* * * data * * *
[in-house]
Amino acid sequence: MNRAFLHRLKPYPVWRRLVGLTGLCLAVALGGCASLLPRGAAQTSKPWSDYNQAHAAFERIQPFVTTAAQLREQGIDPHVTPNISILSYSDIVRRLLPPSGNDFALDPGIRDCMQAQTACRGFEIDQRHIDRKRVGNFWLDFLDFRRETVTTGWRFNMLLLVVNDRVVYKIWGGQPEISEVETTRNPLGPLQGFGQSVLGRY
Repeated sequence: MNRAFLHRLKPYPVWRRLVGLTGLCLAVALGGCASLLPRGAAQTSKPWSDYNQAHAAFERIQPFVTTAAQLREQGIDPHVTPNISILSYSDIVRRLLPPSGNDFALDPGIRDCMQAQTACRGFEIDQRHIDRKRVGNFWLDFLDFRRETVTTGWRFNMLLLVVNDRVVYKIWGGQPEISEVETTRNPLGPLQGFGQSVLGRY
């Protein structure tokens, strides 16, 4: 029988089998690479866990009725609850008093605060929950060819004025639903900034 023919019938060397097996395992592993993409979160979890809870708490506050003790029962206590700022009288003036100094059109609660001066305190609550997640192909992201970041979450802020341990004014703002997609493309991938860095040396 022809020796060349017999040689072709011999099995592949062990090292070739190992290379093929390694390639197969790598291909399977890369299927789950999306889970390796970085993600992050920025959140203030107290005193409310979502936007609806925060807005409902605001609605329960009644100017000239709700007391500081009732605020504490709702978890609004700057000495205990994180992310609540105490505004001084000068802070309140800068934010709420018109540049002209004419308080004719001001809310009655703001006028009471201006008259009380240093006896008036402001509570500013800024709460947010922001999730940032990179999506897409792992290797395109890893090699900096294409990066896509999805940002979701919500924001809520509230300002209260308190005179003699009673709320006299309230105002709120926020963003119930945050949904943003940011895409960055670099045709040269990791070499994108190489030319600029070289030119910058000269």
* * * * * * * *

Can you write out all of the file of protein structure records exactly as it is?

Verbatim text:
[in-house]
Amino acid sequence: MNRAFLHRLKPYPVWRRLVGLTGLCLAVALGGCASLLPRGAAQTSKPWSDYNQAHAAFERIQPFVTTAAQLREQGIDPHVTPNISILSYSDIVRRLLPPSGNDFALDPGIRDCMQAQTACRGFEIDQRHIDRKRVGNFWLDFLDFRRETVTTGWRFNMLLLVVNDRVVYKIWGGQPEISEVETTRNPLGPLQGFGQSVLGRY
Repeated sequence: MNRAFLHRLKPYPVWRRLVGLTGLCLAVALGGCASLLPRGAAQTSKPWSDYNQAHAAFERIQPFVTTAAQLREQGIDPHVTPNISILSYSDIVRRLLPPSGNDFALDPGIRDCMQAQTACRGFEIDQRHIDRKRVGNFWLDFLDFRRETVTTGWRFNMLLLVVNDRVVYKIWGGQPEISEVETTRNPLGPLQGFGQSVLGRY
């Protein structure tokens, strides 16, 4: 029988089998690479866990009725609850008093605060929950060819004025639903900034 023919019938060397097996395992592993993409979160979890809870708490506050003790029962206590700022009288003036100094059109609660001066305190609550997640192909992201970041979450802020341990004014703002997609493309991938860095040396 022809020796060349017999040689072709011999099995592949062990090292070739190992290379093929390694390639197969790598291909399977890369299927789950999306889970390796970085993600992050920025959140203030107290005193409310979502936007609806925060807005409902605001609605329960009644100017000239709700007391500081009732605020504490709702978890609004700057000495205990994180992310609540105490505004001084000068802070309140800068934010709420018109540049002209004419308080004719001001809310009655703001006028009471201006008259009380240093006896008036402001509570500013800024709460947010922001999730940032990179999506897409792992290797395109890893090699900096294409990066896509999805940002979701919500924001809520509230300002209260308190005179003699009673709320006299309230105002709120926020963003119930945050949904943003940011895409960055670099045709040269990791070499994108190489030319600029070289030119910058000269």